[Editor's Note: This post contains major spoilers for Based on a True Story Season 1.]
Even before that major cliffhanger, Peacock's comedic thriller Based on a True Story tips its hand about its future. As the pressure mounts on Ava (Kaley Cuoco) and Nathan (Chris Messina), they realize that what they once saw as an escape from their dull lives — their true-crime podcast with Matt (Tom Bateman), a serial killer known as the West Side Ripper — has trapped them in a cycle of violence, blackmail, and desperation.
"When does this end?" Nathan asks, after Matt suggests solving a problem with yet another murder. "That's the beauty of it," replies Matt. "It never ends."
On both a plot and meta level, Based on a True Story is pathologically obsessed with content. Matt insists the podcast needs new murders, which he calls "fresh new content," to keep listeners engaged, and in the finale, "The Universe," he even recruits other "marginalized serial killers" for a spinoff series. The show itself attempts to critique the public's obsession (particularly that of white women) with true crime by dramatizing Ava and Nathan's willingness to exploit Matt's victims in exchange for a payday. By the end of the season, they've become even more complicit in his reign of terror, and they're faced with a decision: Do the right thing and turn Matt in, bringing the excitement of the past few months to an end, or embrace their current situation, which has rejuvenated their marriage, even as it left them morally bankrupt.
The Based on a True Story finale picks up in the immediate aftermath of Episode 7, "National Geographic," in which Ava and Nathan find the body of their friend Ruby (Priscilla Quintana) outside their Malibu rental home. After discovering the burner phone Ava uses to communicate with Matt, Ruby realizes that Ava and Nathan are behind the viral (and now-canceled) West Side Ripper podcast, but rather than go straight to the police, she asks to be cut in on the project. Nathan believes her, but Matt knows better than to trust Ava's true-crime-obsessed pal; within hours, Ruby, covered in blood with a dart sticking out of her neck, is dumped on Ava and Nathan's porch, and they're left to deal with her body.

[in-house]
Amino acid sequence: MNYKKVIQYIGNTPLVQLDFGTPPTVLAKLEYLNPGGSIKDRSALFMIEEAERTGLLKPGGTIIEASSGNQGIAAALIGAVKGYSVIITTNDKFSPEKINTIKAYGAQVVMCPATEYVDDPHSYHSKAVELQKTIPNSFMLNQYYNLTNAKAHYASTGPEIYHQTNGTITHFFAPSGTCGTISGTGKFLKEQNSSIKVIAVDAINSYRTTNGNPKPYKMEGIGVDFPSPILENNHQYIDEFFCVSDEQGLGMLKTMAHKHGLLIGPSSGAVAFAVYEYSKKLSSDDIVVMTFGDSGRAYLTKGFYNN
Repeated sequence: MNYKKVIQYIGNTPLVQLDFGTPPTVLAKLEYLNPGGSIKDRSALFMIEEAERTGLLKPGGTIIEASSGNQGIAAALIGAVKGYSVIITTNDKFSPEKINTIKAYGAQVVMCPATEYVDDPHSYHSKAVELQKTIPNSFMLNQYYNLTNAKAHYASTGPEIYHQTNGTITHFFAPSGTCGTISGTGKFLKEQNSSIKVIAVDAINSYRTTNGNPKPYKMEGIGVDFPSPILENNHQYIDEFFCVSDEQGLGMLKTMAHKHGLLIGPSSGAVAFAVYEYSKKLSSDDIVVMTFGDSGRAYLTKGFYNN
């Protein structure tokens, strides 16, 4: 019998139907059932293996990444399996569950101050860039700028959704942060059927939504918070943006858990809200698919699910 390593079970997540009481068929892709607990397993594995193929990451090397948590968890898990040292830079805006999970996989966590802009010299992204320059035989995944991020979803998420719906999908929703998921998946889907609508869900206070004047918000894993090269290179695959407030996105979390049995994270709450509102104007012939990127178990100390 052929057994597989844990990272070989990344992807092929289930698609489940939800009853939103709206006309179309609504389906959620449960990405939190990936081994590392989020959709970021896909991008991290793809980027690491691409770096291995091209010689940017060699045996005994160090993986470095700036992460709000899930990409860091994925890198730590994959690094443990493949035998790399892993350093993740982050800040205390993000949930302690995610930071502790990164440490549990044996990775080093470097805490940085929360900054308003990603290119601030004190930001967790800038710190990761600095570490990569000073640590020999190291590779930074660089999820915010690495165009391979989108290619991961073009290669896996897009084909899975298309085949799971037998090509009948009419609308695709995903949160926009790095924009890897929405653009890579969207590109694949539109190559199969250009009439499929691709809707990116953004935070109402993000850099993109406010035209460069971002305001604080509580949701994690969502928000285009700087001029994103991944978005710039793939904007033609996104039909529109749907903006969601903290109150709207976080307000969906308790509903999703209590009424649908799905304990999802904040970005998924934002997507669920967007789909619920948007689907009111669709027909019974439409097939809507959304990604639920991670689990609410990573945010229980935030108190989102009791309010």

Forcing Ava and Nathan to clean up his mess — quite literally, as they spend the final scene mopping Ruby's blood off their floors — is a power move on Matt's part. The dart, a reference to Nathan's public freakout in the penultimate episode, serves as a reminder that Matt has the potential to frame Nathan for Ruby's murder at any point, just as his refusal to help dispose of her body is a sick tactic designed to keep the couple in his pocket. Matt doesn't need Ava and Nathan to produce the podcast or any potential spinoffs ("I am the podcast," he tells them), but the threat of mutually assured destruction is enough to ensure their compliance.
Ultimately, though, Ava and Nathan make an active choice to continue their partnership with the West Side Ripper. As Nathan digs into the preexisting hole in the tennis court at the swanky club where he teaches, they finally put into words what the season's many fantasy sequences have illustrated: Their death-focused podcast has made their marriage feel "alive" for the first time in years. "It was about being together, connecting again like we used to, you know?" says Ava. "That's literally all I ever wanted."